There came, too, the spring carts, shandrydans, even drayloads of beauty and barege, while many ladies and gentlemen arrived on horseback, more piquant than anything. The Misses Leveson were the belles, four blondes and two brunettes, all in fluttering blue veils, and forming a cavalry squadron of Amazons. They fluttered the hearts of the young farmers and no mistake.

"Now, ain't it a dashed shame?" said Shorty.

"All them going a-begging," added Yorkey.

The music arrived—cornet, piccolo, kettledrum, violin, violoncello—all from Melbourne, and professing to be stars of the Opera House and Bijou. Some of them were not bad with their powers of suction.

And here was Mr. Nangle, the M.C., "a fellow, sir, with a feeling of his business." "Choose your partners, gents." "Down the middle; up the middle."

The first dance—a quadrille—was to the tune of a medley from "Patience," which some of us had seen so amusingly represented by the Stawell amateurs. I was humming to myself in concert with the music, "If you're anxious for to shine in the high æsthetic line, as a man of culture rare, you must gather up the germs of the transcendental terms, and plant them everywhere," when someone touched my arm, and told me I was wanted—nothing unusual for a doctor.

I took a farewell glance at the ballroom, thinking perhaps I was off for a twenty mile ride through the bush. The music had changed in the quadrille to "Single I shall live and die," which page 43 sounded rather inappropriate in the unmistakable nuptial atmosphere which was engendered, such a whirl of delight!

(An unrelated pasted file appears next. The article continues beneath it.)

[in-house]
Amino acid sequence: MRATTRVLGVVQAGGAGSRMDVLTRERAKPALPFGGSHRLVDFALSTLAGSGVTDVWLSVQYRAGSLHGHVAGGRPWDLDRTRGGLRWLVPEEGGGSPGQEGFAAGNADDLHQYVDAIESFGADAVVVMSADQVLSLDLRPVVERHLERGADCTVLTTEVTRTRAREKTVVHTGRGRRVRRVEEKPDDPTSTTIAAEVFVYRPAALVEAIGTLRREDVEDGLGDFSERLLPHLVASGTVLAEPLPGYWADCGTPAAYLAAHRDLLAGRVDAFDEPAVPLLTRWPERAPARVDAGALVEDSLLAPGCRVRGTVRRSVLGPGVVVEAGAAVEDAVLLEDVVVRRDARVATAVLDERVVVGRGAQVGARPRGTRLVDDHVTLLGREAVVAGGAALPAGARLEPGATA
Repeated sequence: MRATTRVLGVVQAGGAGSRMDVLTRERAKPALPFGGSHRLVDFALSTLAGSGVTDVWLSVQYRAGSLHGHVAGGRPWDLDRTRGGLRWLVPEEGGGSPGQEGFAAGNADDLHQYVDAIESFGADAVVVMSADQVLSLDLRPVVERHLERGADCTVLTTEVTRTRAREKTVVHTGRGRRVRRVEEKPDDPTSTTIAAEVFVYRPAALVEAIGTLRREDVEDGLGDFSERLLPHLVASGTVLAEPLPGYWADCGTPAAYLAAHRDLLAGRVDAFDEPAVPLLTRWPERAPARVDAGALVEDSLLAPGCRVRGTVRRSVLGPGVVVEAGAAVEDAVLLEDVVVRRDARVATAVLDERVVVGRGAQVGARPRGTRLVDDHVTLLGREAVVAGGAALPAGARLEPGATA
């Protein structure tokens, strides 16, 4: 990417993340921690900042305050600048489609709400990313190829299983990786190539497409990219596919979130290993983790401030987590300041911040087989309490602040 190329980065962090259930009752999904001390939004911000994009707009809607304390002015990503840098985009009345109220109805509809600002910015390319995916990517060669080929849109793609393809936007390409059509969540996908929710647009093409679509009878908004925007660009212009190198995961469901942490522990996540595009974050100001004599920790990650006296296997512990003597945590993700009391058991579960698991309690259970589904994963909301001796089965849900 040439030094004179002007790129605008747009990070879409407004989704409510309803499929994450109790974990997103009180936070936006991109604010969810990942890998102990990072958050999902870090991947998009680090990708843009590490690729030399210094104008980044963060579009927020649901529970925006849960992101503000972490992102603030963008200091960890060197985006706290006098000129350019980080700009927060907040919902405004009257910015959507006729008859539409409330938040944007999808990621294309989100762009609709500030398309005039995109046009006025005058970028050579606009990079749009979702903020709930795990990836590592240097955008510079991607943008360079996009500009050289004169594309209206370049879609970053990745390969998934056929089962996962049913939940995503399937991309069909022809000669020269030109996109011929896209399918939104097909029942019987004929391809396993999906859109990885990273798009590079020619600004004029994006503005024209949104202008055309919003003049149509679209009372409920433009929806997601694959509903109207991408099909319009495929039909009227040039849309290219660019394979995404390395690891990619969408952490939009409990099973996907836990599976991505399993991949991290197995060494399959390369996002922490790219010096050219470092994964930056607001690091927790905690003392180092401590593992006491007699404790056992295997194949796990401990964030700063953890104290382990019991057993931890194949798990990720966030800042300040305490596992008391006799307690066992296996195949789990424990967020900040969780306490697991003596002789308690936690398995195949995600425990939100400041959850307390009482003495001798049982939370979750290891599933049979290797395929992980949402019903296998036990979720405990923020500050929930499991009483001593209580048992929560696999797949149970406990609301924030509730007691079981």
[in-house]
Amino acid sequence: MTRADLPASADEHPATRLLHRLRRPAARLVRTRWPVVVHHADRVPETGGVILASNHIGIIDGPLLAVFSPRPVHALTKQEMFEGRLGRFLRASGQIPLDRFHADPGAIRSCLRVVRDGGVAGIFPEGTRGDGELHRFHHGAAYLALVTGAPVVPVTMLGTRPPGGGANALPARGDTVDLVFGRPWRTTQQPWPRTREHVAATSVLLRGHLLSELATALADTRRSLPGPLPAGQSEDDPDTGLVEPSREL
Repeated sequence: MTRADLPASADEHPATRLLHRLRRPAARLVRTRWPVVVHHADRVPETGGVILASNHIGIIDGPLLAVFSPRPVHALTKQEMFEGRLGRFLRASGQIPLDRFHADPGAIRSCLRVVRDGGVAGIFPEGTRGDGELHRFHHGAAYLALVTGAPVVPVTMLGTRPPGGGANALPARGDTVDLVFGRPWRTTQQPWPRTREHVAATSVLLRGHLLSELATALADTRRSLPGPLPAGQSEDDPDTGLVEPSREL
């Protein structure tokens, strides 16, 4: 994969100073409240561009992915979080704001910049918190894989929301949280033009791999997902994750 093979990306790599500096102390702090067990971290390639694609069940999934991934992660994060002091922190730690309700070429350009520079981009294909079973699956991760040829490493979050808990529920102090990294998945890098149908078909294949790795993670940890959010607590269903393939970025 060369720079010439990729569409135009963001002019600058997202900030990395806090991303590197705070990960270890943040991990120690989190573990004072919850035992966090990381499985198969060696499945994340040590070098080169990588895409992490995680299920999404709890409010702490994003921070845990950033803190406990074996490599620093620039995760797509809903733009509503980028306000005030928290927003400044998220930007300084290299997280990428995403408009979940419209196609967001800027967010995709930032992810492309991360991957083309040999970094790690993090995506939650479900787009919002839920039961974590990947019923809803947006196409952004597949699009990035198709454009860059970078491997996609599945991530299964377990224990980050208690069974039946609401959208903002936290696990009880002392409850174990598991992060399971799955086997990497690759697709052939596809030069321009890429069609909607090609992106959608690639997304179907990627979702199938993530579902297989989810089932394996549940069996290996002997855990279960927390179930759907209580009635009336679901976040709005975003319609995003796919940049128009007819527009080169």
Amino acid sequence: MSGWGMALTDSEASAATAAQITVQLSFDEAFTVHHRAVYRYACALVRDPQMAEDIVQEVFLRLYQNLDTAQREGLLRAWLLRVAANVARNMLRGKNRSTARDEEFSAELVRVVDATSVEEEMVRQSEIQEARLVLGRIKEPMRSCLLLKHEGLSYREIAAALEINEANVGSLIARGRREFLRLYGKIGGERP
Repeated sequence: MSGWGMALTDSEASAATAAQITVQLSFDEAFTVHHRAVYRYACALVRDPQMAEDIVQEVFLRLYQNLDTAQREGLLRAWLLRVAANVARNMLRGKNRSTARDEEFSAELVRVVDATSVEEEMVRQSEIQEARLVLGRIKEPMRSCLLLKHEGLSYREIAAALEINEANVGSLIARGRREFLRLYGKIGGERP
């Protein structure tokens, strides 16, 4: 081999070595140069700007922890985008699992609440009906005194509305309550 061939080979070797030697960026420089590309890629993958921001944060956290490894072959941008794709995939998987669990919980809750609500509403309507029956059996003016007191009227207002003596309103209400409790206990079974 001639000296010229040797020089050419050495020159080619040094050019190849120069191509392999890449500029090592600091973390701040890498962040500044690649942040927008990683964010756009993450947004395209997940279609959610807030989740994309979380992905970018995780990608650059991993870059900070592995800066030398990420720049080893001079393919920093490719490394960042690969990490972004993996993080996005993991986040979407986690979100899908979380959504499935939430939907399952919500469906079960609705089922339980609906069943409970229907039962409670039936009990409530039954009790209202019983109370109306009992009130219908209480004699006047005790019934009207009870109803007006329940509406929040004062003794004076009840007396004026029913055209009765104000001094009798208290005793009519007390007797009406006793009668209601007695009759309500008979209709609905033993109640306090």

I came outside and found the business was professional. In the first instance I was asked to go over to the Primitive Methodist church, about twenty yards from the Shire Hall, on the opposite side of the way.

Well, it takes all sorts to make a world. The æsthetic strains which floated lusciously through the illuminated windows and chinks of our wooden Shire Hall were contrasted with the musical rattling of the Buskers, while a great crowd held a free and easy fair in the road between the two places.

Goller had devoted his energies to bringing off a tea-meeting at the chapel, on this very night and I strolled over there just as the congregation was settling down for the speeches after tea. The chapel was quite full, for this was war time. The children of light rallied in full strength. I must say that on the whole I rather liked their appearance. Here were serious fathers, demure, but happy mothers, and Sunday school children being brought up in the way in which they should go.

Nothing astonished me more than the difference in Mr. Goller from what he was at the Council table. Have you never noticed this astonishing Protean quality of some men? I am sure you must have done so. Whether Councillor Goller or Preacher Goller was the real Goller I could never determine until 1 saw him as Paterfamilias Goller, in the bosom of his large and fine family. Then I must say he was the good and genial hippopotamus. I once knew a legislator whom I set down for a shocking ass until he showed me all round the immense carriage factory of which he was the brain and soul.